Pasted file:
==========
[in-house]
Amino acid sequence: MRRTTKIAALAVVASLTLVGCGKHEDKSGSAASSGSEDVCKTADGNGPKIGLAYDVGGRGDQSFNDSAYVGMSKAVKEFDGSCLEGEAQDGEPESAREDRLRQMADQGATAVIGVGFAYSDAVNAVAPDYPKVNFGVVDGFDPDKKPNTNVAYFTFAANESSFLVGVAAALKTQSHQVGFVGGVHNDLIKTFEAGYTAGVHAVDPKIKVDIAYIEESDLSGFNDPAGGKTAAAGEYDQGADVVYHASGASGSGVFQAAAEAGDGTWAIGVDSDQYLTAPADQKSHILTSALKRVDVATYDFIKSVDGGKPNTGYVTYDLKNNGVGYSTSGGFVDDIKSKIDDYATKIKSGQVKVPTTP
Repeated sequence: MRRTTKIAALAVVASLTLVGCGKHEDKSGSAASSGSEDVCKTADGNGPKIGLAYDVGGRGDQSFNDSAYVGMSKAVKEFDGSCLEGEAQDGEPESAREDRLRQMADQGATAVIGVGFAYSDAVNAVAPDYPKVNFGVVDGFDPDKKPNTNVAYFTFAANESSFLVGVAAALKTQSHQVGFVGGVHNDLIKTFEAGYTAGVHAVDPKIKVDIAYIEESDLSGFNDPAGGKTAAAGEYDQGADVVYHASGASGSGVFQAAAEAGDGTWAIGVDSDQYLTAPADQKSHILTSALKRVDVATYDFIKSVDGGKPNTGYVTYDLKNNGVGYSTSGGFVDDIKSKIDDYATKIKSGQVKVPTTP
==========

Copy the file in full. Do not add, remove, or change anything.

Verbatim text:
[in-house]
Amino acid sequence: MRRTTKIAALAVVASLTLVGCGKHEDKSGSAASSGSEDVCKTADGNGPKIGLAYDVGGRGDQSFNDSAYVGMSKAVKEFDGSCLEGEAQDGEPESAREDRLRQMADQGATAVIGVGFAYSDAVNAVAPDYPKVNFGVVDGFDPDKKPNTNVAYFTFAANESSFLVGVAAALKTQSHQVGFVGGVHNDLIKTFEAGYTAGVHAVDPKIKVDIAYIEESDLSGFNDPAGGKTAAAGEYDQGADVVYHASGASGSGVFQAAAEAGDGTWAIGVDSDQYLTAPADQKSHILTSALKRVDVATYDFIKSVDGGKPNTGYVTYDLKNNGVGYSTSGGFVDDIKSKIDDYATKIKSGQVKVPTTP
Repeated sequence: MRRTTKIAALAVVASLTLVGCGKHEDKSGSAASSGSEDVCKTADGNGPKIGLAYDVGGRGDQSFNDSAYVGMSKAVKEFDGSCLEGEAQDGEPESAREDRLRQMADQGATAVIGVGFAYSDAVNAVAPDYPKVNFGVVDGFDPDKKPNTNVAYFTFAANESSFLVGVAAALKTQSHQVGFVGGVHNDLIKTFEAGYTAGVHAVDPKIKVDIAYIEESDLSGFNDPAGGKTAAAGEYDQGADVVYHASGASGSGVFQAAAEAGDGTWAIGVDSDQYLTAPADQKSHILTSALKRVDVATYDFIKSVDGGKPNTGYVTYDLKNNGVGYSTSGGFVDDIKSKIDDYATKIKSGQVKVPTTP